Bill Wild and Scrap Busters Celebrating 25 Years in Business!

Scrap Busters, located at 39165 Maple Ave. in Wayne, Michigan, was launched in March 1988 and recently celebrated its 25th anniversary!  

Current owner Bill Wild’s road to business success and the Westland City Hall began some nine years earlier, when, at the age of 10, he started sweeping floors at the auto salvage business launched by his father and grandfather in the 1970s.
    
Bill worked at the family business throughout his youth, even serving as a truck driver while he was in college. His father sold the site in the ’80s when he bought a larger salvage yard in Taylor, but the new owner couldn’t make a go of it. The business then reverted back to Bill’s father, who shut it down and put it up for sale.

After graduating from John Glenn High School in Westland, Bill began studying business at the University of Michigan – Dearborn, while continuing to work part time for his father. At Bill’s suggestion, his father agreed to reopen the original site in 1988 and allow him (then only 19 years old) to manage it. Bill reopened the business as “Scrap Busters” — named, believe it or not, after the popular “Ghostbusters” movies of the era.


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With financial backing from his father, Bill built the business from scratch into a multi-million-dollar recycling facility. At its peak, the full-service company dismantled 2,000 vehicles per year. Scrap Busters serviced the auto insurance and repair industries, while implementing the latest technology in inventory and warehousing. It also marketed quality recycled auto parts worldwide via the Internet.

In 1997, the family expanded Scrap Busters by buying an additional five acres and adding both a new sales office and dismantling building. Bill became the sole owner in 2001, when he purchased the business from his father.

Because of increased competition in the marketplace, Bill changed the format of the business to its current model of self-serve, U-pull-it automotive recycling. Under this format, all environmental hazards are removed from all cars and trucks upon their arrival. The vehicles, now safe for recycling, are then brought to the U-pull-it area. Cars are placed safely on secure stands by make, and customers are allowed to pull their own parts.

When Bill became the full-time mayor of Westland in 2007, he placed an experienced management team, which currently includes his wife, Sherri, to oversee the expanding seven-day-a-week operation of U-pull-it used auto parts.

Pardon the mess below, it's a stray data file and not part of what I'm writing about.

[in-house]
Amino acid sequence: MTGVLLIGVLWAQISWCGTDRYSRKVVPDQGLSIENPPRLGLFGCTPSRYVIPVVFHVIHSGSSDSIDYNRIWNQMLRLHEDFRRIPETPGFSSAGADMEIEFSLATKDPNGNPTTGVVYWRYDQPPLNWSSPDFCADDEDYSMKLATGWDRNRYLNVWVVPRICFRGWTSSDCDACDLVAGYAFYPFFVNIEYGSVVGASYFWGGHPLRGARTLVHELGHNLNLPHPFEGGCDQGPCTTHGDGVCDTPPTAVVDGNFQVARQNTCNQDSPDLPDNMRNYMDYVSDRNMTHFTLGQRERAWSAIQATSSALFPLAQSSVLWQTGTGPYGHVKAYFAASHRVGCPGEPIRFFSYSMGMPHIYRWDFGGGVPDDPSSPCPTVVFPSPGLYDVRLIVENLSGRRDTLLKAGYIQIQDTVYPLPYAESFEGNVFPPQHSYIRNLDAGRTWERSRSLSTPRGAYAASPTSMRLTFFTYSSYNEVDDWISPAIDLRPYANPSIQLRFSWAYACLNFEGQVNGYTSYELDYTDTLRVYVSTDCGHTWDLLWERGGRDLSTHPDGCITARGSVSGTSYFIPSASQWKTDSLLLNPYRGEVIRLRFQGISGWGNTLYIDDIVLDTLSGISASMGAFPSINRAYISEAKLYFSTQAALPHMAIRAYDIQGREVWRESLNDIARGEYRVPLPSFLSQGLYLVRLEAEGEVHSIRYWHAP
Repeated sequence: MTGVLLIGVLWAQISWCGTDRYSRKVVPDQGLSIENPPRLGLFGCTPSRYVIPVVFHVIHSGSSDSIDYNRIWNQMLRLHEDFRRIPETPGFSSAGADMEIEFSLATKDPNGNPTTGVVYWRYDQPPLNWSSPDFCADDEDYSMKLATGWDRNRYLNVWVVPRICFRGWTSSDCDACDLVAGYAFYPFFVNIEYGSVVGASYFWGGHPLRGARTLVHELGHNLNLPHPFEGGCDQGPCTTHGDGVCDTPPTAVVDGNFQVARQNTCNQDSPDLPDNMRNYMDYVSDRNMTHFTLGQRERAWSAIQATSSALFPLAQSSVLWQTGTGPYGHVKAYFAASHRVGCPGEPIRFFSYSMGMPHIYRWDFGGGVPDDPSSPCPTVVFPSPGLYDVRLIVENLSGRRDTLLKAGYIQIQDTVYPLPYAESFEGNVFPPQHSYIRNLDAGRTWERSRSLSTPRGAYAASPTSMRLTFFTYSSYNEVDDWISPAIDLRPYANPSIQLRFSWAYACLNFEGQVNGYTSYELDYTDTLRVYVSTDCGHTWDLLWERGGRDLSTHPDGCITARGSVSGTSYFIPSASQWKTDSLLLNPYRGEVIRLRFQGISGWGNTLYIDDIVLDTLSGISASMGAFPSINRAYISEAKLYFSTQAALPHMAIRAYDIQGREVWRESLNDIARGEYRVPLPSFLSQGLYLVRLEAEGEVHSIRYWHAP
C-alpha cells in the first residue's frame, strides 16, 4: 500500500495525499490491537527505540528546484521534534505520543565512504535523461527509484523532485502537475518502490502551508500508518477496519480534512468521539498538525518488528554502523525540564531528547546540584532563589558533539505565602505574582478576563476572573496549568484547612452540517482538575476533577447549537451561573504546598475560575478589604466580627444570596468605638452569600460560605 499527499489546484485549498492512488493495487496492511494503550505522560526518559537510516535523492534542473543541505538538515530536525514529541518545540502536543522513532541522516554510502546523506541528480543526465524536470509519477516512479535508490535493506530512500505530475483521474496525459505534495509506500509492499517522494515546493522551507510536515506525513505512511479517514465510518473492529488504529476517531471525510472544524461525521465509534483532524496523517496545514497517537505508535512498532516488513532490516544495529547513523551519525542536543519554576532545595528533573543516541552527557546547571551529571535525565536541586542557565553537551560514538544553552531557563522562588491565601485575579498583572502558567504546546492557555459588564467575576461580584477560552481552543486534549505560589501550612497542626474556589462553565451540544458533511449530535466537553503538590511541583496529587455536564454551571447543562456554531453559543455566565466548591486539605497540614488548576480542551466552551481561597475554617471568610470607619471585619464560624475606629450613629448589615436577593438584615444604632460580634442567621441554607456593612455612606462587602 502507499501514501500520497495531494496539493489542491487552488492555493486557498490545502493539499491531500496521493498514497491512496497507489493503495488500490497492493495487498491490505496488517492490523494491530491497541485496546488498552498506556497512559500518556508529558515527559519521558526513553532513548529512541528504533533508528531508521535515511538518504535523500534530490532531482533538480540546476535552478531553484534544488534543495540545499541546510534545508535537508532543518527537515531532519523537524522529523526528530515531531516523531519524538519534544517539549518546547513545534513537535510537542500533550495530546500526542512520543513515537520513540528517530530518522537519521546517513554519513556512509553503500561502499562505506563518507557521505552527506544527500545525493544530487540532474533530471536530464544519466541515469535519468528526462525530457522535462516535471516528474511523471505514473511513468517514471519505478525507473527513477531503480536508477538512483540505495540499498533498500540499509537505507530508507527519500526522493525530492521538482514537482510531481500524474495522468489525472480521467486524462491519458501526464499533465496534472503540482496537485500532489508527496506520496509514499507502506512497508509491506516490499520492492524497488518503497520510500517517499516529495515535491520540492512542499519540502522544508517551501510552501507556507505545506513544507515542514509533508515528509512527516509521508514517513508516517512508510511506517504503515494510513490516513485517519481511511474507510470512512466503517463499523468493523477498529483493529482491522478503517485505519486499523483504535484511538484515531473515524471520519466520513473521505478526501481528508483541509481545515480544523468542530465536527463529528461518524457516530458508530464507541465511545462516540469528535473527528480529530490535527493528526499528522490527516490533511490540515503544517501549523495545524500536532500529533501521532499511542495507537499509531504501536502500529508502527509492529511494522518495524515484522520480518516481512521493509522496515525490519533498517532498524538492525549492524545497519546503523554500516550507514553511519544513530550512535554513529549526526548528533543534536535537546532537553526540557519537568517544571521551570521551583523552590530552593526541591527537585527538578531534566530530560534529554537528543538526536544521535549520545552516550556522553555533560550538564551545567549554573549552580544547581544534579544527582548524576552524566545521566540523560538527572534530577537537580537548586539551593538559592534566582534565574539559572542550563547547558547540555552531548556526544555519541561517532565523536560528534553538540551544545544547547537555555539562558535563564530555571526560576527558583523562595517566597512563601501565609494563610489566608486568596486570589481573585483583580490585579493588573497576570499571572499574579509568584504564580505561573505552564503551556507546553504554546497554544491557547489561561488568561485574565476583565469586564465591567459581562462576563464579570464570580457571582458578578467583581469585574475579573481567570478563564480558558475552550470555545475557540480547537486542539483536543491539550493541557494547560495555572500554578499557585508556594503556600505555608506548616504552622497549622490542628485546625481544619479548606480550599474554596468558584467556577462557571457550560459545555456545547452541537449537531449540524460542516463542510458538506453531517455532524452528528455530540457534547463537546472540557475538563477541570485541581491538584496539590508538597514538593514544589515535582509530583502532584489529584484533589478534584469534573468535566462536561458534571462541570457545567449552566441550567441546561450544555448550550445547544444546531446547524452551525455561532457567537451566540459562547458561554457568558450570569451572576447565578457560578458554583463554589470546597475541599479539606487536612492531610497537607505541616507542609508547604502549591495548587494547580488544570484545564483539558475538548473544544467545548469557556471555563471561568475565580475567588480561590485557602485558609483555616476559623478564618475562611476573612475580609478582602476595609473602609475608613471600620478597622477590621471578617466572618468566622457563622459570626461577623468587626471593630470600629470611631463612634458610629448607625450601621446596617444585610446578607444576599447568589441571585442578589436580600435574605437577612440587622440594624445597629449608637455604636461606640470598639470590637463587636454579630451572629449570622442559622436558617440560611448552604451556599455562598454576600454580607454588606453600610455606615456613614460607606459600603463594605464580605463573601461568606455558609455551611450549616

Sales have grown steadily and Scrap Busters has proven to be a profitable venture, now processing approximately 4,000 cars annually. Bill is very proud of the business and takes great satisfaction in knowing he is helping his customers hold on to cars longer, which is especially important during tough economic times. “Many people are working very hard just to make ends meet,” says Bill, “and they are looking for low-cost options for car repairs. That’s where Scrap Busters comes in. By purchasing used auto parts from Scrap Busters, our customers save up to 75 percent on the cost of replacement parts.”

Besides building a strong reputation for supporting the local community and servicing a generation of auto enthusiasts, Scrap Busters had been featured in national publications as one of America’s premier U-pull-it auto recyclers.

Scrap Busters now has 10 employees and is a Certified Green Auto Recycler through the Automotive Recyclers of Michigan (ARM), a non-profit trade association founded in 1972. At one point, Bill was the youngest president in ARM’s history.

As Westland’s current mayor, Bill has initiated economic growth, new jobs, community health programs and fiscal responsibility within the city. Mayor Wild will be running for Wayne County Executive next summer, looking to take his leadership skills and the knowledge he has gained from Scrap Busters, the Westland City Council, fellow business owners and, most importantly, the residents of Westland, and apply these principals to bring about similar fiscal reform and economic growth and development — along with his unique sensibility — to the citizens of Wayne County.









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